Illinois allowed Prejudgment Interest in Injury and Wrongful Death Actions

The Illinois Legislature passed HB 3360 bill on January 13, 2021. The bill then went to the governor’s assent on February 4 and has been awaiting the signature or veto of Governor Pritzker. The bill will amend the Code of Civil Procedure (735 ILCS 5/2-1303) and will provide plaintiffs with prejudgment interest on all damages awarded in personal injury and wrongful death cases in Illinois. Prior to this amendment, plaintiffs were allowed only to post judgment interest in the personal injury and wrongful death cases.

Numerous discussions have been made by the plaintiff’s bar, the defense bar, and the medical community regarding the possible difficulties of the bill. Law firms like Smith Amundsen, along with others, also urged Governor Pritzker to veto the bill. Therefore, Governor Pritzker’s requested that the bill’s sponsors engage in discussions with the defense bar regarding how the bill could be amended to make the prospect of prejudgment interest fairer to defendants. The two sides have had a series of face-to-face communications. After the discussions, the Illinois Trial Lawyers Association proposed an amendment to HB 3360 that addressed several of the defense bar’s concerns with the bill. House Amendment 2 to State Bill 72 was passed by the Illinois House on March 18, 2021, and Governor vetoed the bill on March 25, 2021. The effective date of the bill will now be July 1, 2021.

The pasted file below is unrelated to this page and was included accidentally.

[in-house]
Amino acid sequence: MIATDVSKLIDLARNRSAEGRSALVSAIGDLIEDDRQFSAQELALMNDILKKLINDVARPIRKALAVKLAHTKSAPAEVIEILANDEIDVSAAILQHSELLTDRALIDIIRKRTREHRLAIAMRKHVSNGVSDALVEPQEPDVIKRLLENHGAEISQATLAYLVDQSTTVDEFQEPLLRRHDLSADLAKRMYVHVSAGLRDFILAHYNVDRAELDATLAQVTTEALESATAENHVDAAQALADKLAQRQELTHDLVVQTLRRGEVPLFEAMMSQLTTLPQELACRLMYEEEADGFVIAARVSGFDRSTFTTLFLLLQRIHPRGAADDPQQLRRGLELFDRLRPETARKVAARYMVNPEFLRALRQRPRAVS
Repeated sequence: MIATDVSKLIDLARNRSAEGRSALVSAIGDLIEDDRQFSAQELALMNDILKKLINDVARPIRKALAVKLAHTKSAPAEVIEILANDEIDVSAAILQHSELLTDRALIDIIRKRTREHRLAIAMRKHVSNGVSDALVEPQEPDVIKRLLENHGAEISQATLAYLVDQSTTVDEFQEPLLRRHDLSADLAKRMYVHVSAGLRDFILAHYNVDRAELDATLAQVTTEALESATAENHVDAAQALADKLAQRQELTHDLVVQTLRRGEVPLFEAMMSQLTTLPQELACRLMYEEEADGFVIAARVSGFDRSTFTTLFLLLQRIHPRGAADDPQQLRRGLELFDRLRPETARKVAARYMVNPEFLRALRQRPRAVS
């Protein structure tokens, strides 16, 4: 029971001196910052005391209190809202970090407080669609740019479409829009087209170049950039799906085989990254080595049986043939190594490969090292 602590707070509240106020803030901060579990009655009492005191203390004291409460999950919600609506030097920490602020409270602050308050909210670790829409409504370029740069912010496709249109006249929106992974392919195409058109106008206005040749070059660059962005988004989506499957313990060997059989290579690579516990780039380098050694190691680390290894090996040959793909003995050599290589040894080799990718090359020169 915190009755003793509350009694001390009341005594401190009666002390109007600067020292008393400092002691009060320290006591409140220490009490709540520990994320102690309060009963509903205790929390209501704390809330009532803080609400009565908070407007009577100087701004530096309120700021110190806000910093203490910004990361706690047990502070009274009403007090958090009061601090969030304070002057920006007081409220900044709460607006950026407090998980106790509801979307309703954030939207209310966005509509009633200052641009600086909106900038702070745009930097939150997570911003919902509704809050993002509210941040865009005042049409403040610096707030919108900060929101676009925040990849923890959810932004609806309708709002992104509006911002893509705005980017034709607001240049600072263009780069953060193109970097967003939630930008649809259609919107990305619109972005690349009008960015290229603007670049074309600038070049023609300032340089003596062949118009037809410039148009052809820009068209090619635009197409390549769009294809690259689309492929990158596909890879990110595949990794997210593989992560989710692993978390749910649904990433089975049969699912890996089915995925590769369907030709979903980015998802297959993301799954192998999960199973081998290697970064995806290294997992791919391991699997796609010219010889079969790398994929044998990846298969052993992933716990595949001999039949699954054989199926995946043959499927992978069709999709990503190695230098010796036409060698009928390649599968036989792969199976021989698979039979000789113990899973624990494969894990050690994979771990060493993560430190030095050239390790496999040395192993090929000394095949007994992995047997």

The amendment inserted Section 2-1303 (a), which says that prejudgment interest accrues on all damages and not just on economic damages. The interest will also begin to accrue on the date the action is filed, as opposed to the prior law, wherein the interest accrude on the date a defendant has “notice” of an injury. The rate of interest has also been lowered from 9% per annum to 6% per annum. For pending cases, interest will begin accruing on the later of the case filing date or the effective date of the Act. Section 2-1303 (b) (1) of the bill has added definitions “Consumer debt” and Consumer debt judgment”.

The bill has also added equitable limitations, addressing concerns regarding plaintiff-driven delays. Importantly, prejudgment interest would begin accruing when the defendant has notice of the injury from “the incident itself” or upon receipt of “a written notice.” The one exception to this rule applies to injuries or deaths that occurred prior to the effective date of the Act. In those instances, interest will begin to accrue on the later of (1) the date the defendant receives notice or (2) the effective date of the Act.

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